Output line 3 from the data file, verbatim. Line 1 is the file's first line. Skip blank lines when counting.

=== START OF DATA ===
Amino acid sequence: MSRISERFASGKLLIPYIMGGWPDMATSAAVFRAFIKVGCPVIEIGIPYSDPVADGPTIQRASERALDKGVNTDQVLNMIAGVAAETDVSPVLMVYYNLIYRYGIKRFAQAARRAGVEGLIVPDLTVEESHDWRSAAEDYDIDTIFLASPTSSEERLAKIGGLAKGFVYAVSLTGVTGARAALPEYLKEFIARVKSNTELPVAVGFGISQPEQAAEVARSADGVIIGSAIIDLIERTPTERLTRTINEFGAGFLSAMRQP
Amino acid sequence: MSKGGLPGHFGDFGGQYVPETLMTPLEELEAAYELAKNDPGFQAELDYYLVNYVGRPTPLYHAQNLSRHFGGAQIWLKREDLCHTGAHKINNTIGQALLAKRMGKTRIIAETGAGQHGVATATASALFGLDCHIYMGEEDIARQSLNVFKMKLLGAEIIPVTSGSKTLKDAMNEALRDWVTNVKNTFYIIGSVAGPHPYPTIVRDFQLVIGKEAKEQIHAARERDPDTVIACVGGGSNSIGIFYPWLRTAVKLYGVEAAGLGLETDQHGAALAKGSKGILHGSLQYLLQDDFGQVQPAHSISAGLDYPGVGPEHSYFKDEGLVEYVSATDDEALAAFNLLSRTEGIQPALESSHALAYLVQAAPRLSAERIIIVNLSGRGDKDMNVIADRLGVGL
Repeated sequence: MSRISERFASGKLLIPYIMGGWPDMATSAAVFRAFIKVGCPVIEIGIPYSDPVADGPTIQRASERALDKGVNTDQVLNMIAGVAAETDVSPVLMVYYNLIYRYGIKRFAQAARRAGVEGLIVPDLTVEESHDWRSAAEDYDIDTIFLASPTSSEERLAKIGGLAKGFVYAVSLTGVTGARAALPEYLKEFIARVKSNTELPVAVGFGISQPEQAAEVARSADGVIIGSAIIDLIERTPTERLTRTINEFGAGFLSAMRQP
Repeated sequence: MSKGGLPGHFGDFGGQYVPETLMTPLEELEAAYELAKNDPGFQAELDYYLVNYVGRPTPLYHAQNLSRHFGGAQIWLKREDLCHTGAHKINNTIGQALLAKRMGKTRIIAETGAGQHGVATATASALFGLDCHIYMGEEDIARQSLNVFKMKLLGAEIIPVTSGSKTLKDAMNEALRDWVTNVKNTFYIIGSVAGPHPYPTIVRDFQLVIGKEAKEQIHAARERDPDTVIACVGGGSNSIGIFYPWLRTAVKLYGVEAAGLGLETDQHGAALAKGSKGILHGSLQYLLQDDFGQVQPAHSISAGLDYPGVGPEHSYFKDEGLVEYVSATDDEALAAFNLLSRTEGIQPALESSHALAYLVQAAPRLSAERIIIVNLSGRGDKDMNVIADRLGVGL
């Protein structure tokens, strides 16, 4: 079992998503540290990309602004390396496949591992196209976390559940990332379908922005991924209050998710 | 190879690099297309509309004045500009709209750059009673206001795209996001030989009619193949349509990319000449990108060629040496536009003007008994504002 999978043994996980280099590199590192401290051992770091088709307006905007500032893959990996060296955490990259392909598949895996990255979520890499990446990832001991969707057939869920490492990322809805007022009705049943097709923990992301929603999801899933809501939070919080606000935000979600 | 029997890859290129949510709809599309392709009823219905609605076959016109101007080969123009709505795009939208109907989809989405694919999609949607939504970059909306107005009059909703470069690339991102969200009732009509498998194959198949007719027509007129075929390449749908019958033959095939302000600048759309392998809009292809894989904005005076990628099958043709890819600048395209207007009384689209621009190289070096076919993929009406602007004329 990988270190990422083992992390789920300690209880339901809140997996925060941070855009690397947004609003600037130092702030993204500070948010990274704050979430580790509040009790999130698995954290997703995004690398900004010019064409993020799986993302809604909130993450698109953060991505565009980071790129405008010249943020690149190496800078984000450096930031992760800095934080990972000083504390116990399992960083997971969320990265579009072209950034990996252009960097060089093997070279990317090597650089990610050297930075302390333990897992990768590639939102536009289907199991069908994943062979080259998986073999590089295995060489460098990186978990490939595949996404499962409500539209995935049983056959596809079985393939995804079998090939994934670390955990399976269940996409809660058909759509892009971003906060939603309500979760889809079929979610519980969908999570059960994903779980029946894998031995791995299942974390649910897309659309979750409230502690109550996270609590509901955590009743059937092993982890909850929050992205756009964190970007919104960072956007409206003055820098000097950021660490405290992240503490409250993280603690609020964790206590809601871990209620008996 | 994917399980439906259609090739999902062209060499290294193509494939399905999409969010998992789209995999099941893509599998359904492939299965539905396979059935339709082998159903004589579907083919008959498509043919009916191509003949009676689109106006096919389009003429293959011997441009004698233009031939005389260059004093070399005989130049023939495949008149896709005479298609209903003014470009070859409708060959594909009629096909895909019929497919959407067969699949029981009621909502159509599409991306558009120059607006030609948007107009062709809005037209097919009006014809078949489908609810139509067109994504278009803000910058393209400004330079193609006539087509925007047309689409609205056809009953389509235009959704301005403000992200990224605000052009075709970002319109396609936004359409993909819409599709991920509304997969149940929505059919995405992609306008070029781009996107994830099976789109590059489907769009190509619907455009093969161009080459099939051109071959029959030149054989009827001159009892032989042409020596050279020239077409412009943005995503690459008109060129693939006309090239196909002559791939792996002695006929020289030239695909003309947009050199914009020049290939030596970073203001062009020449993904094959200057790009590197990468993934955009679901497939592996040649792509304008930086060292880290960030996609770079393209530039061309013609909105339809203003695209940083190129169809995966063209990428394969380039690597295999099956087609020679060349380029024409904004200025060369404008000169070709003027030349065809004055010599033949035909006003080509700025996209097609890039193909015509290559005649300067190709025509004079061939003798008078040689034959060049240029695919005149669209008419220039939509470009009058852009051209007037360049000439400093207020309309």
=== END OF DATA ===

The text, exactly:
Repeated sequence: MSRISERFASGKLLIPYIMGGWPDMATSAAVFRAFIKVGCPVIEIGIPYSDPVADGPTIQRASERALDKGVNTDQVLNMIAGVAAETDVSPVLMVYYNLIYRYGIKRFAQAARRAGVEGLIVPDLTVEESHDWRSAAEDYDIDTIFLASPTSSEERLAKIGGLAKGFVYAVSLTGVTGARAALPEYLKEFIARVKSNTELPVAVGFGISQPEQAAEVARSADGVIIGSAIIDLIERTPTERLTRTINEFGAGFLSAMRQP